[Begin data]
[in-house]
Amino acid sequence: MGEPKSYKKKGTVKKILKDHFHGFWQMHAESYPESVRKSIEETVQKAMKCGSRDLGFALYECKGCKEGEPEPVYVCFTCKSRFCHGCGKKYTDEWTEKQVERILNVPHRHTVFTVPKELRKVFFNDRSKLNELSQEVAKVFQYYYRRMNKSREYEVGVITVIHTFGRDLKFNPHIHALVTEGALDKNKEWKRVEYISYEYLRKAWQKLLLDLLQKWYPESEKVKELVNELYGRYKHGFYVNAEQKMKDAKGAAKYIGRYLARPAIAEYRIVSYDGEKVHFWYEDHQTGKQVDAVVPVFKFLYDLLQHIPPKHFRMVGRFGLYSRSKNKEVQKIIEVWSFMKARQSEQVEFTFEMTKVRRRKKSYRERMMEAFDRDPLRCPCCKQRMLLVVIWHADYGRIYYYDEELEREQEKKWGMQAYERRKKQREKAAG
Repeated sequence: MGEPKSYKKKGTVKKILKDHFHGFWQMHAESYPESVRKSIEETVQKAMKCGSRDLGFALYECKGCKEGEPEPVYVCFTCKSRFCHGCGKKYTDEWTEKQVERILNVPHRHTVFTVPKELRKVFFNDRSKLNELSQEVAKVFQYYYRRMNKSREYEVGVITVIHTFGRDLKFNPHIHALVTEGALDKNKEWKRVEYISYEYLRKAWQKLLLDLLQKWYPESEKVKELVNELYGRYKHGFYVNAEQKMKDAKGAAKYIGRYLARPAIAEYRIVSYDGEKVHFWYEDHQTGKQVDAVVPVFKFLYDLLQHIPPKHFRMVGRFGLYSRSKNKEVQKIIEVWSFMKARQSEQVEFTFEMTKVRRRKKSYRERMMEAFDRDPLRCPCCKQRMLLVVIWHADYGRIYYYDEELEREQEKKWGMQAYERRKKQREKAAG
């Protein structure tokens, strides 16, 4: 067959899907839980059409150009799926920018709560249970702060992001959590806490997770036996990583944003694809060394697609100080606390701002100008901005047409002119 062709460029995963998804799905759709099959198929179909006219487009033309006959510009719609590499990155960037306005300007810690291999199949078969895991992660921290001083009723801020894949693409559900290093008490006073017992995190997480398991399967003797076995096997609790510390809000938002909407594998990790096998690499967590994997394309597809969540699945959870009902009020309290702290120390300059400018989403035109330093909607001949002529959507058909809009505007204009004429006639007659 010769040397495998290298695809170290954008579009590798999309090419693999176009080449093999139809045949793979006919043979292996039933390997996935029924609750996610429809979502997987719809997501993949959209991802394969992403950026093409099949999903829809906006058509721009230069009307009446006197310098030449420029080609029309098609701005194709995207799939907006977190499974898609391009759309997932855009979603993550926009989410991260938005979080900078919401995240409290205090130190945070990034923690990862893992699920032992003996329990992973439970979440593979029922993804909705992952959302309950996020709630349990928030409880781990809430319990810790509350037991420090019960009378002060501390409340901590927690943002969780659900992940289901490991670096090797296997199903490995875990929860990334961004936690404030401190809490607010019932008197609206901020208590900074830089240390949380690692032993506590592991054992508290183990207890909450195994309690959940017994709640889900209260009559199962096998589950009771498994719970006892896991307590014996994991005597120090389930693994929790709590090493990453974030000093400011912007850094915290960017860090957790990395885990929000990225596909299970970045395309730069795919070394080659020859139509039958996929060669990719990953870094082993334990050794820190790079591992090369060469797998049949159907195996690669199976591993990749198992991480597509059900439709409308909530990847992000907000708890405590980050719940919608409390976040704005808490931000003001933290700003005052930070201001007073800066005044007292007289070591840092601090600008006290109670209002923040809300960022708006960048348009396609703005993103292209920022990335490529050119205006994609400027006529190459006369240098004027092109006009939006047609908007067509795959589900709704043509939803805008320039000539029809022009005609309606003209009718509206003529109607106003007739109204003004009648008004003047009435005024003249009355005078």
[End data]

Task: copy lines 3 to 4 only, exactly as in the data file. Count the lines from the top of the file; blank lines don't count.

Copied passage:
Repeated sequence: MGEPKSYKKKGTVKKILKDHFHGFWQMHAESYPESVRKSIEETVQKAMKCGSRDLGFALYECKGCKEGEPEPVYVCFTCKSRFCHGCGKKYTDEWTEKQVERILNVPHRHTVFTVPKELRKVFFNDRSKLNELSQEVAKVFQYYYRRMNKSREYEVGVITVIHTFGRDLKFNPHIHALVTEGALDKNKEWKRVEYISYEYLRKAWQKLLLDLLQKWYPESEKVKELVNELYGRYKHGFYVNAEQKMKDAKGAAKYIGRYLARPAIAEYRIVSYDGEKVHFWYEDHQTGKQVDAVVPVFKFLYDLLQHIPPKHFRMVGRFGLYSRSKNKEVQKIIEVWSFMKARQSEQVEFTFEMTKVRRRKKSYRERMMEAFDRDPLRCPCCKQRMLLVVIWHADYGRIYYYDEELEREQEKKWGMQAYERRKKQREKAAG
């Protein structure tokens, strides 16, 4: 067959899907839980059409150009799926920018709560249970702060992001959590806490997770036996990583944003694809060394697609100080606390701002100008901005047409002119 062709460029995963998804799905759709099959198929179909006219487009033309006959510009719609590499990155960037306005300007810690291999199949078969895991992660921290001083009723801020894949693409559900290093008490006073017992995190997480398991399967003797076995096997609790510390809000938002909407594998990790096998690499967590994997394309597809969540699945959870009902009020309290702290120390300059400018989403035109330093909607001949002529959507058909809009505007204009004429006639007659 010769040397495998290298695809170290954008579009590798999309090419693999176009080449093999139809045949793979006919043979292996039933390997996935029924609750996610429809979502997987719809997501993949959209991802394969992403950026093409099949999903829809906006058509721009230069009307009446006197310098030449420029080609029309098609701005194709995207799939907006977190499974898609391009759309997932855009979603993550926009989410991260938005979080900078919401995240409290205090130190945070990034923690990862893992699920032992003996329990992973439970979440593979029922993804909705992952959302309950996020709630349990928030409880781990809430319990810790509350037991420090019960009378002060501390409340901590927690943002969780659900992940289901490991670096090797296997199903490995875990929860990334961004936690404030401190809490607010019932008197609206901020208590900074830089240390949380690692032993506590592991054992508290183990207890909450195994309690959940017994709640889900209260009559199962096998589950009771498994719970006892896991307590014996994991005597120090389930693994929790709590090493990453974030000093400011912007850094915290960017860090957790990395885990929000990225596909299970970045395309730069795919070394080659020859139509039958996929060669990719990953870094082993334990050794820190790079591992090369060469797998049949159907195996690669199976591993990749198992991480597509059900439709409308909530990847992000907000708890405590980050719940919608409390976040704005808490931000003001933290700003005052930070201001007073800066005044007292007289070591840092601090600008006290109670209002923040809300960022708006960048348009396609703005993103292209920022990335490529050119205006994609400027006529190459006369240098004027092109006009939006047609908007067509795959589900709704043509939803805008320039000539029809022009005609309606003209009718509206003529109607106003007739109204003004009648008004003047009435005024003249009355005078």